What is a “snuggly sweater” supposed to smell like, anyway? Last time I checked, “snuggly” referred to a tactile feeling, not an odor. Is “snuggly sweater” supposed to smell different than “scratchy sweater” or “bulky sweater” or “too hot sweater”?
It seems pretty clear that scented candlemakers are just coming up with aspirational lifestyle names, rather than meaningful smells. Therefore, keep an eye out for “warm hug,” “blazing hearth,” “leather patches,” and “fat wallet” coming soon to a candle shop near you.
How often should you run the towels in the bathroom at your house through the washer and dryer? The experts say to pay attention to your nose.
It’s kind of disgusting to think about, but microbiologists will tell you that once you use a towel, you’re leaving a deposit of all kinds of materials that microscopic organisms crave on that nice, warm, fluffy, cottony cloth. That includes not only the water, dead skin cells, bacteria, grime, and other substances that you’re swabbing away as you dry off — that’s what a towel is for, after all — but also tiny droplets that may get thrust into the air when you flush your toilet, as well as other germ life lingering in your bathroom. By providing such moist, fertile territory, your towel can quickly become a teeming petri dish for mass microbial breeding.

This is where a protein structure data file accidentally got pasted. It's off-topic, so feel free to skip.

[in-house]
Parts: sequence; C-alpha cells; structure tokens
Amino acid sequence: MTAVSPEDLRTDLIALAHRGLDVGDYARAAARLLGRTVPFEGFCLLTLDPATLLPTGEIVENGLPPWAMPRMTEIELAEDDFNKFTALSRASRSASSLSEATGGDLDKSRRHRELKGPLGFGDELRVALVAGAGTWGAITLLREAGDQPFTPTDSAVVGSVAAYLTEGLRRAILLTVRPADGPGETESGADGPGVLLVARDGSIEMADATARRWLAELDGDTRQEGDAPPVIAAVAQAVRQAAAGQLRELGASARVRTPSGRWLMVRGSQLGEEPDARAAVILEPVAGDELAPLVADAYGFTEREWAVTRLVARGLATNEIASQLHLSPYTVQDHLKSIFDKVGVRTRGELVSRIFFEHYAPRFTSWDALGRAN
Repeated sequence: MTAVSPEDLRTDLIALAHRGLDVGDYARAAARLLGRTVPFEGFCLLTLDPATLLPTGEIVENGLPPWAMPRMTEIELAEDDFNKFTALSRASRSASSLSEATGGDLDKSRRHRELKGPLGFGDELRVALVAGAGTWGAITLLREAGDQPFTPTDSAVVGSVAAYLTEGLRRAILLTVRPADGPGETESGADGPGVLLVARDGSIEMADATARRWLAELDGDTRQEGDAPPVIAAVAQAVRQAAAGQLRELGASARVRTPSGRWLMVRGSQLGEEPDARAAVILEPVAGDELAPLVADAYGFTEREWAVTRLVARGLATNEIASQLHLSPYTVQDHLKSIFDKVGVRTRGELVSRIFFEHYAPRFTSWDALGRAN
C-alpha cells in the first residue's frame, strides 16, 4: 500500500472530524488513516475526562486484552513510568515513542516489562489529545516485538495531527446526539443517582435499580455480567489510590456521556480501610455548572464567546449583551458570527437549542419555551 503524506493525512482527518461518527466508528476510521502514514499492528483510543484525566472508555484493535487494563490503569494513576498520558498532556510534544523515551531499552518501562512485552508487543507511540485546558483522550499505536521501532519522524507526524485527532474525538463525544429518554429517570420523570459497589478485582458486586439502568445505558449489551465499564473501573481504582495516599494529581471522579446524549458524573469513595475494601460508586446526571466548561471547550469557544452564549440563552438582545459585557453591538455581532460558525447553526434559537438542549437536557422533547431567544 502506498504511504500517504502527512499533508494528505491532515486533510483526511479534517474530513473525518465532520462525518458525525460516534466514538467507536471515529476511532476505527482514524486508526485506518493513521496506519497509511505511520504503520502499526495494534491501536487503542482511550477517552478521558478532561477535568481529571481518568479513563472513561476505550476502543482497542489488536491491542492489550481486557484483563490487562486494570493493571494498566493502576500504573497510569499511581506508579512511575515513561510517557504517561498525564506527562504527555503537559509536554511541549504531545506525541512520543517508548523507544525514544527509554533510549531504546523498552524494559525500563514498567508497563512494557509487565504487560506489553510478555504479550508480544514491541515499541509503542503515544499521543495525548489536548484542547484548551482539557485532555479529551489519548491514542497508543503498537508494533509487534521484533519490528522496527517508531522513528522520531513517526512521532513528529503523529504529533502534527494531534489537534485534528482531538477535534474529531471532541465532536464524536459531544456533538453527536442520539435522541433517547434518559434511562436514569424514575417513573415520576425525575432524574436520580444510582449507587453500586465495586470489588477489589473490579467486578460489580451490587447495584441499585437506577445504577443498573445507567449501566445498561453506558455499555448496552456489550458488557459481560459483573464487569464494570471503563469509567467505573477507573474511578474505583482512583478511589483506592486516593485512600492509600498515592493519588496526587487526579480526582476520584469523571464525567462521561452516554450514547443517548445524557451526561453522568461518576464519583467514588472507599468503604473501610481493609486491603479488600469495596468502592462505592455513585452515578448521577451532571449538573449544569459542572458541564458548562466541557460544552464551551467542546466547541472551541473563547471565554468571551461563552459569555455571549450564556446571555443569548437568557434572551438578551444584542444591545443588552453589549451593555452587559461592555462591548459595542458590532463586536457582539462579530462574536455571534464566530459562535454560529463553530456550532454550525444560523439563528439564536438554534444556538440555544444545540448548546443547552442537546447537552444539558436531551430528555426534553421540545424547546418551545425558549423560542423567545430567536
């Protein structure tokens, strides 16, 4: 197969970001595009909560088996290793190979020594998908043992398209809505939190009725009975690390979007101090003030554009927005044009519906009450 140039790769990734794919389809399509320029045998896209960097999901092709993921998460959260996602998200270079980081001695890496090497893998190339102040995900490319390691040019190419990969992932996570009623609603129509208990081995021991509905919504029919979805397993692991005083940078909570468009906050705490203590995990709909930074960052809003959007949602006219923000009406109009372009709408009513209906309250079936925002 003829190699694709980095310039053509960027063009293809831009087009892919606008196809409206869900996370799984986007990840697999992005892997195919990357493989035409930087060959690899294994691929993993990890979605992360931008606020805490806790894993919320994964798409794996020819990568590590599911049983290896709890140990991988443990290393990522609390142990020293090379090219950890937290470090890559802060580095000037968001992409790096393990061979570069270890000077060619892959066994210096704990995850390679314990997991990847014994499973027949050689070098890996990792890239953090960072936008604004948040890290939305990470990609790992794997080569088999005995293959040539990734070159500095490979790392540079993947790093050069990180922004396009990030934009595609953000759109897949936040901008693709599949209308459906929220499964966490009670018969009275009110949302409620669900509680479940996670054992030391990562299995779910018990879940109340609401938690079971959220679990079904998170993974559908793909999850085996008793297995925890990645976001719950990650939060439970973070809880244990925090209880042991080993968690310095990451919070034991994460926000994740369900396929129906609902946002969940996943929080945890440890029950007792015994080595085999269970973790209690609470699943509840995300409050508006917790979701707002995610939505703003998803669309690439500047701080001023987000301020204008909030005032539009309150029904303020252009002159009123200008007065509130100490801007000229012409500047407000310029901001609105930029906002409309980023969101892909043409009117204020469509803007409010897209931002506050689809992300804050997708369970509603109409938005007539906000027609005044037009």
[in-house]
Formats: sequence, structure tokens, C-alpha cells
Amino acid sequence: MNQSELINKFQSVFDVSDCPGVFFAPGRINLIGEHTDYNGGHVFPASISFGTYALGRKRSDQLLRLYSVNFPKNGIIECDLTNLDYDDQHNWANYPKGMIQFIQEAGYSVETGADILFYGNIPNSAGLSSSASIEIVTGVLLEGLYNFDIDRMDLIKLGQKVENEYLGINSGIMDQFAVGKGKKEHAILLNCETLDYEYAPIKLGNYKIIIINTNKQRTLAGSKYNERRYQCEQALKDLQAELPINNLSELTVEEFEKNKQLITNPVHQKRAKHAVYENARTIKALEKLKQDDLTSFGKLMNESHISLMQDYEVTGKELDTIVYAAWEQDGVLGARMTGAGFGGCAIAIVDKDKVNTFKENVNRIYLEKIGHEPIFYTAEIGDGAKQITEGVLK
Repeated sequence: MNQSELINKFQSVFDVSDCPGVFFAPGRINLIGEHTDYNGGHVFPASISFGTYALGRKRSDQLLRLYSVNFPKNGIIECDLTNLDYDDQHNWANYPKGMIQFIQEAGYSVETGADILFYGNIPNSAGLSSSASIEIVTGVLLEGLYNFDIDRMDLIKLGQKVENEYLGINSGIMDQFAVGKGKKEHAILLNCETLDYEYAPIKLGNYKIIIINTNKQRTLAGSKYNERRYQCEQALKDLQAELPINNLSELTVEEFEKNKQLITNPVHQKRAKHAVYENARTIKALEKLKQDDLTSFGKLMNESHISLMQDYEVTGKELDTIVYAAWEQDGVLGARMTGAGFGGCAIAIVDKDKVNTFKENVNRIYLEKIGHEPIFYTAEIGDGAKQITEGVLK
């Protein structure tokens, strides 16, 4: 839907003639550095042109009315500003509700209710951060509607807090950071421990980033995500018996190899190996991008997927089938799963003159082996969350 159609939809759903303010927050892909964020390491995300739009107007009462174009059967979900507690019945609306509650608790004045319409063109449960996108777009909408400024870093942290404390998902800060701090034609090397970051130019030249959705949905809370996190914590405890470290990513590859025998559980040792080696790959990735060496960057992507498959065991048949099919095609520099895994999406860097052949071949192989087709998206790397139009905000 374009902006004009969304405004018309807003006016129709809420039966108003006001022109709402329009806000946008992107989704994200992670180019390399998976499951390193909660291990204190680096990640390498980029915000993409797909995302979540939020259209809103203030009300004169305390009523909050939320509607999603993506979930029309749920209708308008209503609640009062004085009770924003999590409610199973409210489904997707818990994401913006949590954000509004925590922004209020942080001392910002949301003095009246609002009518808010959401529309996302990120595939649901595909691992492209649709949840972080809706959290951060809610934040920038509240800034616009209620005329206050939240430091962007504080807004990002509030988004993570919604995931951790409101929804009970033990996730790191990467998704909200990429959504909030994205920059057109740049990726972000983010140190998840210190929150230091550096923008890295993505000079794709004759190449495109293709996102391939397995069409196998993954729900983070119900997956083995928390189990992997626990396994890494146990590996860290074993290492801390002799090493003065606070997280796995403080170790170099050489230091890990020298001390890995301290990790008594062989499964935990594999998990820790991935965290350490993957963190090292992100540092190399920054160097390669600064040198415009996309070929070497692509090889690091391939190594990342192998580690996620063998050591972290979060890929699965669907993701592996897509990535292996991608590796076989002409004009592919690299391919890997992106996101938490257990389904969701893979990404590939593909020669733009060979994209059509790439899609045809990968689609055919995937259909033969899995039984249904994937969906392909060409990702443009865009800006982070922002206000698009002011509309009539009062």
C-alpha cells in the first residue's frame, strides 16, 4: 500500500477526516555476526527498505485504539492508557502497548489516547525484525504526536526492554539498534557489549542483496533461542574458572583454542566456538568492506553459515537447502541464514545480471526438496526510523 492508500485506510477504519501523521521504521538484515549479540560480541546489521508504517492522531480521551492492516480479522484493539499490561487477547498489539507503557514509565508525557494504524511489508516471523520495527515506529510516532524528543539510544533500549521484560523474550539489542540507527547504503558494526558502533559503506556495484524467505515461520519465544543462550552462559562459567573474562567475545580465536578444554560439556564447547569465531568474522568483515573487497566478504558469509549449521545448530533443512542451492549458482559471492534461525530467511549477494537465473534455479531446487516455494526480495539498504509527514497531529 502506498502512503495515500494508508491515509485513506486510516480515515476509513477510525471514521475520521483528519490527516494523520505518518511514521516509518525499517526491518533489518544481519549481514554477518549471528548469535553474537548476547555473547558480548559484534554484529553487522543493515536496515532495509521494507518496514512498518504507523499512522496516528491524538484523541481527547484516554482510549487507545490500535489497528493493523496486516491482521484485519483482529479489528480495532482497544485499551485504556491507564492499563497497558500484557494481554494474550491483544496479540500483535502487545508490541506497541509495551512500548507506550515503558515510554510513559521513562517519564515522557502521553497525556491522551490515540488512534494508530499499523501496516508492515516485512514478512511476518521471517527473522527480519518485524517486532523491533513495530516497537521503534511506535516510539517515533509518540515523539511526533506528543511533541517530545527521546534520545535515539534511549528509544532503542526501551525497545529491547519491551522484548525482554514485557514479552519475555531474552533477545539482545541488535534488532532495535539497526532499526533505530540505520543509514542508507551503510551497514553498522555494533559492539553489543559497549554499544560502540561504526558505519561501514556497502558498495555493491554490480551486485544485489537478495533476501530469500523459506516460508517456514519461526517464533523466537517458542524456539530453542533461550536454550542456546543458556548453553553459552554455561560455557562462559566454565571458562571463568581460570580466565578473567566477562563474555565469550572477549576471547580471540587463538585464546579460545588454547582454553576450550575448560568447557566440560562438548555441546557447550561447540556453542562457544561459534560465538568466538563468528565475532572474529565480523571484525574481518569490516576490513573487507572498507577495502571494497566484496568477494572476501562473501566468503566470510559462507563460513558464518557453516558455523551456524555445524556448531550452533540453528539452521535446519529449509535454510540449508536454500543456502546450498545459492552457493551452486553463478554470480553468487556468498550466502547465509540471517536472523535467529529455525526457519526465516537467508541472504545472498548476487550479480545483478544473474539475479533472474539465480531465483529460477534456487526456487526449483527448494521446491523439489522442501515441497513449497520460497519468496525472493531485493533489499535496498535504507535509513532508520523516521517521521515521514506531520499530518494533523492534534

But we also know that washing towels after one use is inconvenient and not particularly environmentally sensitive. If you’ve stayed in a hotel in the last decade, you’ve undoubtedly seen the little signs asking you to consider whether, to help protect the environment, you can hang up that towel and use it a second time.